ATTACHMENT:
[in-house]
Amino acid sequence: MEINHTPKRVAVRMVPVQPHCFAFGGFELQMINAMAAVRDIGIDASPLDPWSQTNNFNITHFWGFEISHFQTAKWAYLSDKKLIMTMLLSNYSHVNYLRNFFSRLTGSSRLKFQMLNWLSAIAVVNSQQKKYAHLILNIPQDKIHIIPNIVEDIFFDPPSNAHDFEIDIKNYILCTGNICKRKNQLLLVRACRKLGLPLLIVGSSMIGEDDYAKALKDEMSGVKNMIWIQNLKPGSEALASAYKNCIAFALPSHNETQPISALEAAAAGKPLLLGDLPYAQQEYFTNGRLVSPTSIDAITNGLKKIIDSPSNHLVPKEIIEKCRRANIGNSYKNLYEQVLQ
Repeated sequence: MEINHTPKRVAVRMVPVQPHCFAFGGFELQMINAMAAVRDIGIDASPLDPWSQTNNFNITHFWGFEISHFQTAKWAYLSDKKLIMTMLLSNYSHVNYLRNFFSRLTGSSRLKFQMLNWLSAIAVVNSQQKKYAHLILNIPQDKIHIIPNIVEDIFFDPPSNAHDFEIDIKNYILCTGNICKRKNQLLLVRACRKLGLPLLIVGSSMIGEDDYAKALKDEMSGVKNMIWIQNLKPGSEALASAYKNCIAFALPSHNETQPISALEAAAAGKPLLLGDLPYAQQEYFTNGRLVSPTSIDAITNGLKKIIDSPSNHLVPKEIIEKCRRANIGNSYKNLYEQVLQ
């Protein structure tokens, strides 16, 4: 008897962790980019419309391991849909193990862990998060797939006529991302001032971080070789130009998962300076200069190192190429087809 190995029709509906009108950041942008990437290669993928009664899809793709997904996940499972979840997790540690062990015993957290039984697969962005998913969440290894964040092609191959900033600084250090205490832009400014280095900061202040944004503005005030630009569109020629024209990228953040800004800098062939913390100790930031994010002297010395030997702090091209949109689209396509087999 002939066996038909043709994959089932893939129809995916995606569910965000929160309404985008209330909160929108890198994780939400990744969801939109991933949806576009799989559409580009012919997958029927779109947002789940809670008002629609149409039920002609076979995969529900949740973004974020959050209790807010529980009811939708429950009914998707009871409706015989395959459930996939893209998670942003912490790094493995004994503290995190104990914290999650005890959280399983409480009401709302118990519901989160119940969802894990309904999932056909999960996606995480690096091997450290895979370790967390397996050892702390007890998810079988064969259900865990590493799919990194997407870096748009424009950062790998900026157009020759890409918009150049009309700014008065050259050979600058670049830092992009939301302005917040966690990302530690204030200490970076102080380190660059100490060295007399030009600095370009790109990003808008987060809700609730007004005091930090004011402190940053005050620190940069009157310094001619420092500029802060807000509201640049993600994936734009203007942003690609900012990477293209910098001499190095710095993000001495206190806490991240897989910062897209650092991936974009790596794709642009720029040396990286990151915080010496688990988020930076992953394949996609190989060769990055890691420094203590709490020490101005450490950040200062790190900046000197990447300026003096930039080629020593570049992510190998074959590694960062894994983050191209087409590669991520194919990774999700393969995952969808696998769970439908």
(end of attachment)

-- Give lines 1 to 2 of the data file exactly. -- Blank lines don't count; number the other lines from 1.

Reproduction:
[in-house]
Amino acid sequence: MEINHTPKRVAVRMVPVQPHCFAFGGFELQMINAMAAVRDIGIDASPLDPWSQTNNFNITHFWGFEISHFQTAKWAYLSDKKLIMTMLLSNYSHVNYLRNFFSRLTGSSRLKFQMLNWLSAIAVVNSQQKKYAHLILNIPQDKIHIIPNIVEDIFFDPPSNAHDFEIDIKNYILCTGNICKRKNQLLLVRACRKLGLPLLIVGSSMIGEDDYAKALKDEMSGVKNMIWIQNLKPGSEALASAYKNCIAFALPSHNETQPISALEAAAAGKPLLLGDLPYAQQEYFTNGRLVSPTSIDAITNGLKKIIDSPSNHLVPKEIIEKCRRANIGNSYKNLYEQVLQ